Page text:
When the cold weather first arrives, we have holidays to look forward to in Thanksgiving, Christmas, and New Year’s; but then we face the cold death of winter that blankets the earth for many long months. The relentless frozen rain and snowfalls choke life out of the world; the trees are bare, the flowers die and the grass turns into brown stubble that is lost in the merciless arctic winds. But when it seems we can bear no more, the signs of spring begin to arrive. Skies get bluer; flowers bud and the outdoors spring to life with the chorus of birds. The earth experiences its own life springing out of death like a phoenix rising from the ashes.
Visually, I find spring the most magical time of year. During the winter season, the earth is so far away from the sun that its light shines a little less bright and our eyes become used to the darkness. We no longer notice the leafless trees and thorny bushes with no roses. When spring descends, suddenly we are shocked out of a lifeless world. Because our senses have been accustomed to winter, our minds almost can’t process the bombardment of beauty around us. The grass is now so green, it seems alien. The explosion of flowers and roses around us create a surreal beauty and the sun is so bright that it almost seems to create a yellow, dreamlike haze. For the first few weeks, spring is almost like living inside a painting until our senses can adapt to the change.
And its arrival is signaled by the perfect holiday in which it is synonymous: Easter. At a time when the world is in its own resurrection, we celebrate the greatest resurrection.
The four gospels are not perfectly harmonious. We take all four and put them together for the complete picture of what Jesus did. Even His birth, the Christmas message, is skipped in Mark and John. But the crucifixion and resurrection, the two most important culminations of Jesus’ mission, cannot be left out and are covered by all four books.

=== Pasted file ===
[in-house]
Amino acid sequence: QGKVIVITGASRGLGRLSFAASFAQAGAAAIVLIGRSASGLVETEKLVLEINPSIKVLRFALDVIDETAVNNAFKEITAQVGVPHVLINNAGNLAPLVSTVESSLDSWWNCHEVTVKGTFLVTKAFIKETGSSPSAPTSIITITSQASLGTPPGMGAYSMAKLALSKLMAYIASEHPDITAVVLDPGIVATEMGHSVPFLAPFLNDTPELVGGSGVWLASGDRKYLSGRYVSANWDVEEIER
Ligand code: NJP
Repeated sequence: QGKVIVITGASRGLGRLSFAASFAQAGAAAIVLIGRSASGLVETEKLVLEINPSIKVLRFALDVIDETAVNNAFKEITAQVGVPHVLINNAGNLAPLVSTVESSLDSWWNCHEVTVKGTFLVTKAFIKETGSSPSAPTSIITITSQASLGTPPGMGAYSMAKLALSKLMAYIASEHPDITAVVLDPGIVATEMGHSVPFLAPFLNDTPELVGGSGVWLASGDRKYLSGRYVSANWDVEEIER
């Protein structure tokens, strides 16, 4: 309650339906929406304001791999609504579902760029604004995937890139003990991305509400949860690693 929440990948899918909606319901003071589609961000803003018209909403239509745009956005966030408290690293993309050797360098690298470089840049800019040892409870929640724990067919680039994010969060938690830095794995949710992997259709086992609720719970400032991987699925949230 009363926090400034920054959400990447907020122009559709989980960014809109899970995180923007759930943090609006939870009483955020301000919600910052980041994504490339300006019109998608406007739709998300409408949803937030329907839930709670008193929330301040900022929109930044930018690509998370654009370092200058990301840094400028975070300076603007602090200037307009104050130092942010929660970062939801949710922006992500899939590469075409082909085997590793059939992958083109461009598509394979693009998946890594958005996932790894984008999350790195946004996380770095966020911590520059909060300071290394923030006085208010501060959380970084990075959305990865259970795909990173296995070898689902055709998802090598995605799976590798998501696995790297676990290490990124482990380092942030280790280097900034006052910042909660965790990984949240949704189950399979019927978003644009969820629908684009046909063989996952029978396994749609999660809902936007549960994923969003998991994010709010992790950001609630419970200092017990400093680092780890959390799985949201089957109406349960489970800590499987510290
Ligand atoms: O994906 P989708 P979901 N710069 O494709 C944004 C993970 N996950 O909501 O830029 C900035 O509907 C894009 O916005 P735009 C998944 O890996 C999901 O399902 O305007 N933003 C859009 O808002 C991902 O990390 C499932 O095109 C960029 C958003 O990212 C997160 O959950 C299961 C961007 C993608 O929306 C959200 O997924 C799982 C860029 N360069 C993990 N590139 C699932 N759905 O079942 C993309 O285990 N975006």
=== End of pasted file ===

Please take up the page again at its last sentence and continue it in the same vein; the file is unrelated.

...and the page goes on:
One is a symbol of death, the other of life. In the natural order of things, life comes before death; but in God’s order, true life comes after death. Because Jesus came to bring life to those who are dead.
Matthew 27:59-60:And when Joseph had taken the body, he wrapped it in a clean linen cloth, And laid it in his own new tomb, which he had hewn out in the rock: and he rolled a great stone to the door of the sepulchre, and departed. In Bible days, people typically were not buried in large cemeteries; crypts were family-owned. Often they were large caves or underground tunnels with stone shelves where the dead were put in boxes and placed, shelves, based on status and role within the family. Tombs were places of death; but this tomb had never had anything in it that would bring life, and death was about to be defeated.
Paintings and depictions over the years depict Jesus triumphantly being ushered from the tomb by angels, with a halo and beams of light surrounding him and the Roman soldiers fleeing in terror. But the actual moment that He arose is not mentioned. Every depiction is of the aftermath, of both Maries arriving to anoint the body to find the tomb open and the angel telling them that the Savior was gone. Matthew 28:5-6: And the angel answered and said unto the women, Fear not ye: for I know that ye seek Jesus, which was crucified. He is not here: for he is risen, as he said. Come, see the place where the Lord lay. Imagine the presence inside the empty tomb; the smell of death was gone and the lifelessness chased away. The glory of God had filled the room and His presence covered the walls; the power of His resurrection had transformed a stony chamber of death into a glorious room of life.